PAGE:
Pittsburgh Penguins center Sidney Crosby and Anaheim Ducks center Ryan Getzlaf are the two leading candidates for the NHL’s Hart Trophy and have been for most of the season, but there’s one player building a strong resume for the award as we enter the final stage of the regular season.
That man is Philadelphia Flyers captain Claude Giroux.
The 26-year-old center has been at the center of Philly’s recent resurgence up the Eastern Conference standings. The Flyers are 7-2-1 in their last 10 games, and the team’s dominant 4-0 win over the rival Penguins on Saturday vaulted it ahead of the Columbus Blue Jackets for the third guaranteed playoff spot in the Metropolitan division.
Since he was unfairly snubbed from Canada’s roster for the 2014 Winter Olympics in Sochi, Giroux has responded with an astounding 29 points (11 goals, 18 assists) in 24 games.
His recent offensive explosion puts him 12th on the league’s scoring list with 65 points (23 goals, 42 assists) in 65 games. He leads his team in goals (23), assists (42), game-winning goals (four), shots (181), power-play ice timer per game (3:50) and total ice time per game among forwards (20:35). The former first-round pick has been responsible for just over 35.1 percent of the Flyers’ offense (65 points on 185 total goals).
Giroux is also making a positive impact defensively. He’s won an impressive 52.6 percent of his faceoffs, which ranks higher than other top centers such as Boston’s David Krejci (51.8), St. Louis’ David Backes (50.8), Washington’s Nicklas Backstrom (49.9) and Getzlaf (48.4). His 34 blocked shots and 35 takeaways rank third and second on the team among forwards, respectively.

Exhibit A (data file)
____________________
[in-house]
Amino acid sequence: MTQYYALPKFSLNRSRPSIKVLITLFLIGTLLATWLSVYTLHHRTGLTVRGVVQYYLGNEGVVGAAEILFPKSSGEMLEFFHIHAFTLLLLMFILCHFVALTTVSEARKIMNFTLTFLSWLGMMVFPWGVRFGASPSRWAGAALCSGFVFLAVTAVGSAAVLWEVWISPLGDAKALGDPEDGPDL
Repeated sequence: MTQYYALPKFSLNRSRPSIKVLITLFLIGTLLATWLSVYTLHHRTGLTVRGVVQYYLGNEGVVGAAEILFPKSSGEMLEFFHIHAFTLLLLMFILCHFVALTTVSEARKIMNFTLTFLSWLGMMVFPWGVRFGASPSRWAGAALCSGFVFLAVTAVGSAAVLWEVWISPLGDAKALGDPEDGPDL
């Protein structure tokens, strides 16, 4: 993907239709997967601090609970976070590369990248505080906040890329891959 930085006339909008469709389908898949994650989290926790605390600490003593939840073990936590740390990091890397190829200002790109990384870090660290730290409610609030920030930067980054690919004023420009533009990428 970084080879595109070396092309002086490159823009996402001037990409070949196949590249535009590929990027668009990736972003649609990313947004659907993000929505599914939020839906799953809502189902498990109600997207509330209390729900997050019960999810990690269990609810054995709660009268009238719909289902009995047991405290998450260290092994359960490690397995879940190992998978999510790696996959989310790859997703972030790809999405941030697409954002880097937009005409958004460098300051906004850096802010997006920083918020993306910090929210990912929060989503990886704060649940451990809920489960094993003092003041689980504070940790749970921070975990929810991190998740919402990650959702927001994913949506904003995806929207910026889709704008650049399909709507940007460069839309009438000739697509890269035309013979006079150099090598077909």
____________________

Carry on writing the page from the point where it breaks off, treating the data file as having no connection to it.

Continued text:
It’s also important to note how poor the Flyers’ goaltending has been this season. The tandem of Steve Mason and Ray Emery has been inconsistent all year, and the team ranks 22nd in goals against. The Flyers need to score a lot of goals to win because their goaltenders aren’t likely to steal games with clutch third-period saves (Philly has given up the fifth-most third-period goals), and this puts a lot of pressure on Giroux to be productive offensively on a consistent basis. Through three quarters of the season, he’s passed this test with fantastic results.
Giroux’s numbers aren’t earth-shattering, and that could hurt his chances of winning MVP — only one Hart Trophy-winning forward has finished outside the top three in scoring since 1990 (Mark Messier in 1991-92). But it’s not hard to see why his scoring production and leadership make him so valuable to the Flyers. When he tallies at least one point, Philly is 27-12-3, compared to 6-13-3 when the captain fails to find the score sheet. After the Flyers started 1-7, which led to head coach Peter Laviolette being fired, Giroux has posted 62 points in the last 59 games as the Flyers have gone 34-18-7.
If the Flyers reach the postseason after failing to make it last year, Giroux will be the main reason why. Not only does the captain create his own offense, his remarkable playmaking skill generates scoring opportunities for his teammates at even strength and on the power play.
Very few players make a stronger impact on their team’s success than Giroux, which is why he deserves to be at the forefront of the Hart Trophy discussion alongside Crosby and Getzlaf.